Vern Bethel, where the heck are you? We need your first-person experience here. Vern wrote an excellent article for the Buick Bugle in about 1987, which I kept for years but then I donated all of my Bugles - and Automobile Quarterlies - to the Reynolds Alberta Museum in Westaskiwin, Alberta (Reynolds-Alberta Museum). Any of you who've hung onto your back issues, I'd sure appreciate it if you would please scan Vern's story and post it on the thread linked below.

For more ramblings and many good links, go to http://forums.aaca.org/f165/royal-tour-buick-canadas-most-historic-298166.html

Edited by Rob McDonald
spelling, again (see edit history)

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Rob;

I've have to check to be sure, but they're weren't any opera coupes in 1941, nor any business coupes in any other series than the 40 series. I don't think that were any business coupes ever made on the bigger 70 series chassis, though I can't find my "70 years of Buick" right now to check! I may have that article in the Bugle you're asking about, as I think that I still have most of the issues from the eighties.

Keith

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DALE, your reference to model 76SX intrigued me, so I went Googling - 1941 buick 76sx - Google Search. I learned that the "X" refers to export cars. That suggests to me that these cars would have been built according to their destination - right-hand drive, maybe a lower compression engine for where only low octane fuel was available, with or without a heater, etc.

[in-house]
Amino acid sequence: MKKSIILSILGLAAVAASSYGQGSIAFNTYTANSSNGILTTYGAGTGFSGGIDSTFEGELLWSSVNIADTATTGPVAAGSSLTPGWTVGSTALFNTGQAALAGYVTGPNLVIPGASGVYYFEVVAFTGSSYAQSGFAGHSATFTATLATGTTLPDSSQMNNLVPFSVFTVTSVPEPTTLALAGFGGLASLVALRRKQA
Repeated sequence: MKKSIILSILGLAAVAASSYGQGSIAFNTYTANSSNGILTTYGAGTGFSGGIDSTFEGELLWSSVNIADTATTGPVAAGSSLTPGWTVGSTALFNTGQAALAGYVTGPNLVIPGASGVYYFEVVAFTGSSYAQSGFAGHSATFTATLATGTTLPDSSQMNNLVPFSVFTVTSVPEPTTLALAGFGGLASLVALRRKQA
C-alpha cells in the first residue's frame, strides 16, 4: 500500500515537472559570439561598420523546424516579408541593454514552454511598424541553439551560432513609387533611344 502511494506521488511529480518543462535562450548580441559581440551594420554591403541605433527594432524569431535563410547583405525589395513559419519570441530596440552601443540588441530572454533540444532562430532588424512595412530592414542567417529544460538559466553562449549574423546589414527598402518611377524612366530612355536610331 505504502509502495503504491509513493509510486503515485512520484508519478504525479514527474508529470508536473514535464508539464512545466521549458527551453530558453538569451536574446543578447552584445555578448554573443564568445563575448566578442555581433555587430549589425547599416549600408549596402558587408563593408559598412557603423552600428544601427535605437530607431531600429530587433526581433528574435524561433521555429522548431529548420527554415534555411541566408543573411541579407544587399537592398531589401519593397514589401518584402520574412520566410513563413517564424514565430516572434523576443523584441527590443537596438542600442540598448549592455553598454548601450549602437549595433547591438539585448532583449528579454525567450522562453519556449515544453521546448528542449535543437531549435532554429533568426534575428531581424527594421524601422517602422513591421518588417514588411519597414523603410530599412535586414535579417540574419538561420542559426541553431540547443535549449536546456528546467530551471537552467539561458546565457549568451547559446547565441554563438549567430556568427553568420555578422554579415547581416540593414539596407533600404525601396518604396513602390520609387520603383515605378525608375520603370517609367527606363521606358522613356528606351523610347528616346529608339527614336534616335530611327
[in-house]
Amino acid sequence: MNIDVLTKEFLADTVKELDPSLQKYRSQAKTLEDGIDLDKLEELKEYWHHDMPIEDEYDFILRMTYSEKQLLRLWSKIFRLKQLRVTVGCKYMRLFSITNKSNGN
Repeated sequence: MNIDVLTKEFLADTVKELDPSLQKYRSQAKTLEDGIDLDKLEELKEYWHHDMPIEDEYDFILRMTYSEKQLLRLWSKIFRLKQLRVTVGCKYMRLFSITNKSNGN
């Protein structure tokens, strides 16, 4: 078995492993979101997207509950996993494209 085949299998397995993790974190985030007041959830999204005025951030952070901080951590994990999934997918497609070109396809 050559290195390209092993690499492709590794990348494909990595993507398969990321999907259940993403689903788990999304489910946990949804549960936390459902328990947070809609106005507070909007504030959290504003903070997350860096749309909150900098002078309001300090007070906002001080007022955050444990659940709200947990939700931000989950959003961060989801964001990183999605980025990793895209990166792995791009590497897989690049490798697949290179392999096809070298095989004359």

KEITH, I also learned that all Roadmaster Sport Coupes were 5-passenger cars, with a full back seat. The "normal" model 46 Special Business Coupe was a fastback, like a Sedanet but without the back seat. Again, I wonder if the trunk was open to the interior, without a bulkhead. Interestingly, there was another Special Business Coupe, modei 41A-44, with a shorter wheelbase and a notchback body shared with Chevrolet. I can't find a photo of that one.

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Edited by Rob McDonald (see edit history)

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I am quite sure the business coupe did have a panel between the passenger compartment and the trunk. It would have been to hard to HEAT without such, IMO.

Dad purchased lots of 41's that were wrecked, and I believe I recall the divider panel.

Dale in Indy

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Well, I led a group of us from the McLaughlin Buick Club of Canada this weekend on a Fall Tour through some scenic back roads (paved) of the Muskoka region of Ontario, an lovely area noted for its' great fall colours. Here's a few pictures of my car, taken on tour, and a few of my new door panels (with the old armrest, that'll be this week) and the back seat. I'm still waiting on the ashtrays, but the seats at long last are done and in the car. All sewn by by me. A couple of the "in progress" pictures of my back seat, too.